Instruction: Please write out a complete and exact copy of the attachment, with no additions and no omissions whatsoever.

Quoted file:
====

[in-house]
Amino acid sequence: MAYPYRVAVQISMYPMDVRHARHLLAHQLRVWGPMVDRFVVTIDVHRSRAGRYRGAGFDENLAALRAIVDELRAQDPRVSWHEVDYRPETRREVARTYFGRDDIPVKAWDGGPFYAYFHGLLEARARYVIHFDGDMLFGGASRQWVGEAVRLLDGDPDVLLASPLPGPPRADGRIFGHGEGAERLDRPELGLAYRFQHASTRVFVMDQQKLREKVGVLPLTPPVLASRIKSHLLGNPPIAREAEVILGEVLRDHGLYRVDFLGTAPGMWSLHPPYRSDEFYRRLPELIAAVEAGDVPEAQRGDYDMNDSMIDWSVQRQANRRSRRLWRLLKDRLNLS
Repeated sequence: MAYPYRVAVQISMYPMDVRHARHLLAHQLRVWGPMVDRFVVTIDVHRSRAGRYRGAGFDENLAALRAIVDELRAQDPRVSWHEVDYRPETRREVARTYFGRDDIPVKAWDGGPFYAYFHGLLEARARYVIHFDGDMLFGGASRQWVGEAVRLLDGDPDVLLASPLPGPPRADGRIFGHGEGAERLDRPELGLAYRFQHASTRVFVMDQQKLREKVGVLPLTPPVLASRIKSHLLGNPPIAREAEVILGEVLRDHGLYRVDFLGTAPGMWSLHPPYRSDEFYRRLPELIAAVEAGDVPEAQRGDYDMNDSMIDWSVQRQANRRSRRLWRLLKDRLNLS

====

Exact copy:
[in-house]
Amino acid sequence: MAYPYRVAVQISMYPMDVRHARHLLAHQLRVWGPMVDRFVVTIDVHRSRAGRYRGAGFDENLAALRAIVDELRAQDPRVSWHEVDYRPETRREVARTYFGRDDIPVKAWDGGPFYAYFHGLLEARARYVIHFDGDMLFGGASRQWVGEAVRLLDGDPDVLLASPLPGPPRADGRIFGHGEGAERLDRPELGLAYRFQHASTRVFVMDQQKLREKVGVLPLTPPVLASRIKSHLLGNPPIAREAEVILGEVLRDHGLYRVDFLGTAPGMWSLHPPYRSDEFYRRLPELIAAVEAGDVPEAQRGDYDMNDSMIDWSVQRQANRRSRRLWRLLKDRLNLS
Repeated sequence: MAYPYRVAVQISMYPMDVRHARHLLAHQLRVWGPMVDRFVVTIDVHRSRAGRYRGAGFDENLAALRAIVDELRAQDPRVSWHEVDYRPETRREVARTYFGRDDIPVKAWDGGPFYAYFHGLLEARARYVIHFDGDMLFGGASRQWVGEAVRLLDGDPDVLLASPLPGPPRADGRIFGHGEGAERLDRPELGLAYRFQHASTRVFVMDQQKLREKVGVLPLTPPVLASRIKSHLLGNPPIAREAEVILGEVLRDHGLYRVDFLGTAPGMWSLHPPYRSDEFYRRLPELIAAVEAGDVPEAQRGDYDMNDSMIDWSVQRQANRRSRRLWRLLKDRLNLS